Have you ever intended to do something, but “life happened” and you dropped the ball? Well, this is what happened to me last week when I intended to write a post for the March Nonprofit Blog Carnival weaving together social media, fundraising and a multi-channel approach. While I missed the submission deadline, I’m pressing forward with the post because I think we can all learn something from the Community Crisis Center and their 2009 “Crisis Overnight” campaign.
In my hometown of Elgin, Illinois, our domestic violence shelter was experiencing a crisis of its own in 2009 because the nearly bankrupt State of Illinois kept falling behind on its accounts payable to non-profit organizations that it had contracted with to provide services (e.g. running a domestic violence program). In 2009, it was so bad that Community Crisis Center was owed $400,000 and cash flow management was becoming a challenge.
Years earlier, a staff person had written an article for The Courier-News newspaper focused on providing readers with a 24 hour look at what happens at Community Crisis Center. Looking a mountain of red ink, the executive director, Gretchen Vapnar, decided that a similar approach was warranted in order to generate public awareness about the center’s situation.
The only difference this time around was that it was a different world. Newspaper readership was down. Internet usage was exploding. It was a brave new world, and social media experts like Ruth Munson and Sarah Evans advised the center to take their concept online. Here is what this campaign end up looking like:
- Sarah Evans spent an evening at the center. She witnessed the impact that the center makes in the lives of everyday people, and she blogged and tweeted about her experience. (e.g. #crisisovernight)
- In addition to bearing witness, she communicated a powerful case for support using a number of different online and social media platforms (e.g. Twitter, blog, Facebook, and YouTube).
- Other non-tech channels were used by the center. For example, volunteers set-up camp outside the center and donors were invited to “drive by” and drop off donations. Staff also attempted to integrate a pre-existing direct mail campaign into the “crisis overnight” campaign.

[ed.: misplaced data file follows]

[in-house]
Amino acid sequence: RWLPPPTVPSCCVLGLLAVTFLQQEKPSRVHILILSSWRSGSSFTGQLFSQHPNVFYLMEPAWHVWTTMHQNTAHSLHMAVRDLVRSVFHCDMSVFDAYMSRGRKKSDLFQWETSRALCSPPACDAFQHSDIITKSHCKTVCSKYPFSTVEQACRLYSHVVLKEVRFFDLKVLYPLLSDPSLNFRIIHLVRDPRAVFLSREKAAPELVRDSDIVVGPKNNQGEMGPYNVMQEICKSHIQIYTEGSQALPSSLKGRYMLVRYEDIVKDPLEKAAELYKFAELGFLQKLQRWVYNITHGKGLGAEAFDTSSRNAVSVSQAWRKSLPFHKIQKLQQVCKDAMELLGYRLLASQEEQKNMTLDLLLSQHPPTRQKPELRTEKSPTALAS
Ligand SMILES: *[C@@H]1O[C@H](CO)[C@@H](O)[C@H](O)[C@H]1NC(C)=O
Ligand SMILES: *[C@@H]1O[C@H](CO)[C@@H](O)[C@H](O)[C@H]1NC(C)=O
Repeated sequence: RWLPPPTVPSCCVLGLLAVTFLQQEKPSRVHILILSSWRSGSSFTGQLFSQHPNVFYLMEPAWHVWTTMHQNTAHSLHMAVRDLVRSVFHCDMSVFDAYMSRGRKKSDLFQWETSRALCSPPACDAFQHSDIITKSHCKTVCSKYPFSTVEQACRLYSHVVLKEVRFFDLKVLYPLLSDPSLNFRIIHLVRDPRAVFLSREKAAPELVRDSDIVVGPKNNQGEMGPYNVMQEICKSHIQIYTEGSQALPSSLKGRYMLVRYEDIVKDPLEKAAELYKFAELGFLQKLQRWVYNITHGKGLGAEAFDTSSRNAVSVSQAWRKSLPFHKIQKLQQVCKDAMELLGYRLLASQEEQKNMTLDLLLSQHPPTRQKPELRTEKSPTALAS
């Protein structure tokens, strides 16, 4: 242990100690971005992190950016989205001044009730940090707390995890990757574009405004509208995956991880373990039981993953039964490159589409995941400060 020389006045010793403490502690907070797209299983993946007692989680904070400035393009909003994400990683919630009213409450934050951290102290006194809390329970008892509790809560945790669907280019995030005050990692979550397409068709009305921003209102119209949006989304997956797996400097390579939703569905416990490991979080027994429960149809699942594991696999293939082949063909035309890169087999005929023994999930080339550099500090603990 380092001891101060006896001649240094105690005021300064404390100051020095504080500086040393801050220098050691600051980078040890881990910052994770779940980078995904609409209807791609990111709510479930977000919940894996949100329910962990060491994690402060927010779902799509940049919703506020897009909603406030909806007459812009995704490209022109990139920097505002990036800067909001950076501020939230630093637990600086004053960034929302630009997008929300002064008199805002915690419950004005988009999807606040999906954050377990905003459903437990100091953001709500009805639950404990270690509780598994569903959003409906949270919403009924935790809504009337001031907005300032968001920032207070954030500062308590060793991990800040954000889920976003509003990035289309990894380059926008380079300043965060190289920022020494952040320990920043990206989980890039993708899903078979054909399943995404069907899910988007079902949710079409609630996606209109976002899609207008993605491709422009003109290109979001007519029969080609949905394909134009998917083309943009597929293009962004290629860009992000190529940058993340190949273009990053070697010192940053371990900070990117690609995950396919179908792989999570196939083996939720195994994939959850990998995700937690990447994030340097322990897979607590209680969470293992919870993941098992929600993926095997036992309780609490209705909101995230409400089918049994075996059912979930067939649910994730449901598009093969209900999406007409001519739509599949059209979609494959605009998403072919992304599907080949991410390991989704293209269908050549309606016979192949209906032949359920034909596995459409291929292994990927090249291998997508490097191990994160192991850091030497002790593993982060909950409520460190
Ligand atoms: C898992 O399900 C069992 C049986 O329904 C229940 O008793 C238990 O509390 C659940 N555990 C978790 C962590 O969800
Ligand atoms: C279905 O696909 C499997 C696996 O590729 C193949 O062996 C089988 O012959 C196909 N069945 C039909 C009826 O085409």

- The initial goal was to raise $150,000 in three weeks. Unfortunately, they didn’t achieve this goal, but they kept plugging away to get the campaign to go viral.
- While they didn’t achieve their original goal, they did raise $161,000 in six weeks.
- In the end, there were 756 online donors and the average size gift was less than $100/donor. There also was one sizable $40,000 gift from a local foundation.
If you want to learn more about this campaign, you can do a Google search on “crisis overnight.” You can also click here to view a SlideShare presentation by Sarah Evans.
The most interesting thing to me about this entire campaign was what the executive director had to say more than three years later when looking back on the entire experience.
First, Gretchen marveled at how “everything always comes down to the same things.” What she is referring to is how the keys to success for this online campaign are many of the same best practices that work for traditional fundraising activities. She gave the following three examples to illustrate her point:
- Donors need to connected. (e.g. your agency needs to be visible to the donor or your mission needs to touch/connect with them).
- The “who” is still key. The person asking for the donation correlates greatly to your campaign’s success.
- There is a “trust factor.” Donors need to trust the organization will follow through and do what they said they’d do with the donor’s investment. If they don’t know the agency well, then the volunteer solicitor is leveraging their relationship with the donor to create that level of trust.
Online tactics (e.g. website, email, social media, etc)
There was also one other interesting lesson that Gretchen shared with me. She said that sustained success requires that non-profit organizations put someone in charge of their ePhilanthropy strategy (e.g. hire an online community manager).
Has your agency tied to undertake similar online fundraising campaigns? If so, what were the results? What did you learn? Please share your experiences in the comment box below because we can all learn from each other.
Here’s to your health!
Founder & President, The Healthy Non-Profit LLC